One of the missions of our Institute is the promotion of basic nuclear teaching for students as well as professional teaching for workers in nuclear industry and research. For nuclear chemistry education, we present here a one day teaching course on radioactive decay and nuclear reactions, and a two or three days course based on reactor irradiation of uranium oxide, instrumental and radiochemical analysis of fission products. In the first experiment, the neutron capture is presented as an example of nuclear reaction; the neutron activation of a silver coin with a Am-Be neutron source, followed by γ-ray spectrometry, is used to identify three radionuclides of silver and to calculate their half-lives. In the second experiment, our teaching reactor is used as a neutron source with a flux about 1010 n·cm−2·s−1 at a low thermal power (10 kW). This low flux allows us to irradiate a small uranium sample which is usable for spectrometry after a short cooling time of about two hours. The first day is reserved for instrumental analysis of the fission products and a second day for the radiochemical separation of a fission radionuclides. With these experimental results, the students have to calculate the number of fissions in the irradiated sample. On optional third day for postgraduate students is devoted to the presentation of NAA and some applications as uranium determination by the fission product spectrometry.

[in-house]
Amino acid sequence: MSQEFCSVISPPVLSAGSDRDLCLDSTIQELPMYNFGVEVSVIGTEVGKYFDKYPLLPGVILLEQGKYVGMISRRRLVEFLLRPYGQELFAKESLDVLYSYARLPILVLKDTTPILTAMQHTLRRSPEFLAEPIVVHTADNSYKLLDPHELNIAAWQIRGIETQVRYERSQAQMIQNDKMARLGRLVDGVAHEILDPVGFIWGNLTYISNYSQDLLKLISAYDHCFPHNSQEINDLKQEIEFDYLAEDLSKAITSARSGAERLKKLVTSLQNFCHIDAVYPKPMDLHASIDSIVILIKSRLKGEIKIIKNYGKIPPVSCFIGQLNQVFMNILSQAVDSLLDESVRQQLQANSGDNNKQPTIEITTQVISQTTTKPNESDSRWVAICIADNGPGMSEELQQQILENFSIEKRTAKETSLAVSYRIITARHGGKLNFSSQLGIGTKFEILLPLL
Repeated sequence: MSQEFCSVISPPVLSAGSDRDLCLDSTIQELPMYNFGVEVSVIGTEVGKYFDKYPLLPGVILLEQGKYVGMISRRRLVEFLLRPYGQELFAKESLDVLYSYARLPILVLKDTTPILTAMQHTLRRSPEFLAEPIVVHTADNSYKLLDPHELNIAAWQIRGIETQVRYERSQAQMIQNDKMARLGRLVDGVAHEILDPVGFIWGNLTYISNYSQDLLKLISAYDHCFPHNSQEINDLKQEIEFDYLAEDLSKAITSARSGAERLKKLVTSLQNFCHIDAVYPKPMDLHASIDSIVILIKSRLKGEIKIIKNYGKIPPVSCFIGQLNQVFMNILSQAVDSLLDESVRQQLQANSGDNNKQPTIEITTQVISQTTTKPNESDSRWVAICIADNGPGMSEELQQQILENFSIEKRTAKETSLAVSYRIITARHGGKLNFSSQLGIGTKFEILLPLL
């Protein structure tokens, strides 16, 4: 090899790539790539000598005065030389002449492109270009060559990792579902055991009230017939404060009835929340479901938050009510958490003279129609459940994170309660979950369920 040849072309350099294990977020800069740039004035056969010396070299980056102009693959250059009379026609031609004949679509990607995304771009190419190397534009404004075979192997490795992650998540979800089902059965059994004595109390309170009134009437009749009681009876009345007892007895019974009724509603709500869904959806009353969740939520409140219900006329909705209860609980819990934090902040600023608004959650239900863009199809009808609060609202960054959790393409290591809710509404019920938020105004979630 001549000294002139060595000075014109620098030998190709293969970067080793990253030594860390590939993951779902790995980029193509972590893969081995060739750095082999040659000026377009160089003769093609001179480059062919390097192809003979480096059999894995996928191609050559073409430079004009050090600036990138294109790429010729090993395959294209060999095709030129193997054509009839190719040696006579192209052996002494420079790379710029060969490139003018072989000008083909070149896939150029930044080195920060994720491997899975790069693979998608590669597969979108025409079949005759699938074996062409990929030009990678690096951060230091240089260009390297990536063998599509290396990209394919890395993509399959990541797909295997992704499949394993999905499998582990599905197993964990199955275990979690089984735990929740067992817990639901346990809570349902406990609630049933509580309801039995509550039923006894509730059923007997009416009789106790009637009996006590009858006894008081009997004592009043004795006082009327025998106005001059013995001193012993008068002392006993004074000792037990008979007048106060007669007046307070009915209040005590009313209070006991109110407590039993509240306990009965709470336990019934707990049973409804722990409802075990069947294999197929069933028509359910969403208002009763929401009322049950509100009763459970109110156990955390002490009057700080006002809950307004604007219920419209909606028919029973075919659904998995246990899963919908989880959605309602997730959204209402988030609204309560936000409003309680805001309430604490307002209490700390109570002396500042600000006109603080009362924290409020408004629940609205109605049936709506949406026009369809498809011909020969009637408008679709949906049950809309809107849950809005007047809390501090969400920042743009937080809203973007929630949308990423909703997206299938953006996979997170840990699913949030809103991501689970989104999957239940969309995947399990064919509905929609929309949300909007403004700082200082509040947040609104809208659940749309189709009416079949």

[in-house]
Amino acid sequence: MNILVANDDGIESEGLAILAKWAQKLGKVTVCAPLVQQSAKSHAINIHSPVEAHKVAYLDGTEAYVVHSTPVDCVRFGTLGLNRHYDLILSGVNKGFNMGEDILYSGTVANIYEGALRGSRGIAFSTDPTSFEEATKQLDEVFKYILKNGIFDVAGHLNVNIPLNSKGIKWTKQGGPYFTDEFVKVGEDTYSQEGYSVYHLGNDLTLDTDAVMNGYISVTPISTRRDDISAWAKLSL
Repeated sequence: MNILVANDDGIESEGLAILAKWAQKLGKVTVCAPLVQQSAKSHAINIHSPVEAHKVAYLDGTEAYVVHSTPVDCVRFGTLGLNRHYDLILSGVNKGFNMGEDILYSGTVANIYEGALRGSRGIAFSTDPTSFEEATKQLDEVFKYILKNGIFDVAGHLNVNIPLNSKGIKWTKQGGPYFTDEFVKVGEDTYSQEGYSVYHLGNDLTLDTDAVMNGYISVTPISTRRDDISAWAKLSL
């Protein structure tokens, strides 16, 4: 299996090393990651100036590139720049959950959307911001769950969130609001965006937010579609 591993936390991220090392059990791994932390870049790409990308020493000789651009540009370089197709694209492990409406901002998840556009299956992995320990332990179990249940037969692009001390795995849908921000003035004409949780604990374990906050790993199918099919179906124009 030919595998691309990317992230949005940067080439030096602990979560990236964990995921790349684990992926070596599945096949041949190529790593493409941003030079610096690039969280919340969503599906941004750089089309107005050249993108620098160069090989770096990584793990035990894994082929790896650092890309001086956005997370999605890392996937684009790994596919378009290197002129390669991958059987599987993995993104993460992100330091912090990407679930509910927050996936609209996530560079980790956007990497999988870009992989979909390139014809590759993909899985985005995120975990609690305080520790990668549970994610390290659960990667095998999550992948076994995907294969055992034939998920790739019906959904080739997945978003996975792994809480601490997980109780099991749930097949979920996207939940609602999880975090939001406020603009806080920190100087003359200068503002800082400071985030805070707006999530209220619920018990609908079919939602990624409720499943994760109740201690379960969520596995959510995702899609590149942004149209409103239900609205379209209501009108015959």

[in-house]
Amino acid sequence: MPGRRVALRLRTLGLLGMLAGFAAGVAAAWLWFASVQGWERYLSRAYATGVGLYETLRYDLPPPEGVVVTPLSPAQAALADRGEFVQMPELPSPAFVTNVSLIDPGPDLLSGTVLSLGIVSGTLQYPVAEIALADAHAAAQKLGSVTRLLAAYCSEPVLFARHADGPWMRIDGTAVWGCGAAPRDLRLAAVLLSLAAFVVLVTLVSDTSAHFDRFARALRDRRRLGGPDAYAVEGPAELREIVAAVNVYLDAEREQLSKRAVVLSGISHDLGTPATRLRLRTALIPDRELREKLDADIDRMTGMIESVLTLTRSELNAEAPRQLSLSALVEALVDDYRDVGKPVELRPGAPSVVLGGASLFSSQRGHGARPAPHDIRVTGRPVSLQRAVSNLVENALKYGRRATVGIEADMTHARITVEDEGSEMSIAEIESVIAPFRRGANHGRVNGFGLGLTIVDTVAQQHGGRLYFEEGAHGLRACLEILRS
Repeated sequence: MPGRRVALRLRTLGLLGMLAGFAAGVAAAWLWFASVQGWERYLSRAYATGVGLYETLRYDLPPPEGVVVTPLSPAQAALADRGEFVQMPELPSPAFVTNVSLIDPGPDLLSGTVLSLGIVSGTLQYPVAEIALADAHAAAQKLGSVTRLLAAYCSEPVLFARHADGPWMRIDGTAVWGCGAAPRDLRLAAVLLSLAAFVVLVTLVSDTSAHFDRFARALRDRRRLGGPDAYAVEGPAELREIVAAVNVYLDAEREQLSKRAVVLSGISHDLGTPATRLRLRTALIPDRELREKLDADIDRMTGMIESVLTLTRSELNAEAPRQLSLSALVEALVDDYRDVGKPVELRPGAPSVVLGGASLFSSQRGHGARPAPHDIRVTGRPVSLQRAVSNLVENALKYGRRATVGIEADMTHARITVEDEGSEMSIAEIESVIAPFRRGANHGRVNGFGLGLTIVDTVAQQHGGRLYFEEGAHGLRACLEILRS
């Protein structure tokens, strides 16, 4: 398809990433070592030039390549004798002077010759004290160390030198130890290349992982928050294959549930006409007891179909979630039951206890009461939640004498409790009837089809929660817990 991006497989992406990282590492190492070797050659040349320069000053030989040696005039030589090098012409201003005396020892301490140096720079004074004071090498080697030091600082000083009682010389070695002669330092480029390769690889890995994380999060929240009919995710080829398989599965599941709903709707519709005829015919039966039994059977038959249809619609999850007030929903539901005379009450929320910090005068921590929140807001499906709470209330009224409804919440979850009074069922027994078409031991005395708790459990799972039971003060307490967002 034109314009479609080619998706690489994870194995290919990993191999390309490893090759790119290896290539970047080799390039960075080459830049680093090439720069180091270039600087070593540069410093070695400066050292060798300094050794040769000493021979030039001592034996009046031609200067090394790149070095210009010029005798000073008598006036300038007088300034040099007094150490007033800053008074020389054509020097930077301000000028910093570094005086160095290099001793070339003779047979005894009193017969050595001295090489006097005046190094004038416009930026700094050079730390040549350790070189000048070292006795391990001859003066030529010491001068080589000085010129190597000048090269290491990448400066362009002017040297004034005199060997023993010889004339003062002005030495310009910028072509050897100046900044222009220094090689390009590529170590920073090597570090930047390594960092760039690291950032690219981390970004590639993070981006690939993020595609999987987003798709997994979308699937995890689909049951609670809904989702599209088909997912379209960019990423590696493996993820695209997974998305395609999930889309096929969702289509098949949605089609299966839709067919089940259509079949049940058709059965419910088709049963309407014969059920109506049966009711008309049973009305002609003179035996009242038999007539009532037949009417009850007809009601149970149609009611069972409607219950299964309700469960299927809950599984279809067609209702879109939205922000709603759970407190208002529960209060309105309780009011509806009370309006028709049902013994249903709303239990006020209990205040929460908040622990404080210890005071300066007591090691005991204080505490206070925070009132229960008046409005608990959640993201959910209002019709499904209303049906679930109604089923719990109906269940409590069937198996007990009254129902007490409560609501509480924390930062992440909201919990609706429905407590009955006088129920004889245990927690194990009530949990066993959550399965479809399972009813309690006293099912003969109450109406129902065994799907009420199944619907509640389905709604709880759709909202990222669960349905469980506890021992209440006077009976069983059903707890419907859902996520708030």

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Abstract  

The Br (0.0022 ± 0.0006 gL−1), Ca (0.113 ± 0.012 gL−1), Cl (3.07 ± 0.36 gL−1), K (2.63 ± 0.14 gL−1), Mg (0.045 ± 0.002 gL−1) and Na (2.09 ± 0.10 gL−1) concentrations were determined in whole blood of SJL/J mice using the Neutron Activation Analysis (NAA) technique. Eleven whole blood samples were analyzed in the IEA-R1 nuclear reactor at IPEN (São Paulo, Brazil). These data contribute for applications in veterinary medicine related to biochemistry analyses using whole blood. Moreover, the correlation with human blood estimation allows to checking the similarities for studying muscular dystrophy using this model animal.

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Journal of Radioanalytical and Nuclear Chemistry
Authors: Donghui Huang, Caijin Xiao, Bangfa Ni, Weizhi Tian, Yuanxun Zhang, Pingsheng Wang, CunXiong Liu, Guiying Zhang, Hongchao Sun, Haiqing Zhang, and Changjun Zhao

Abstract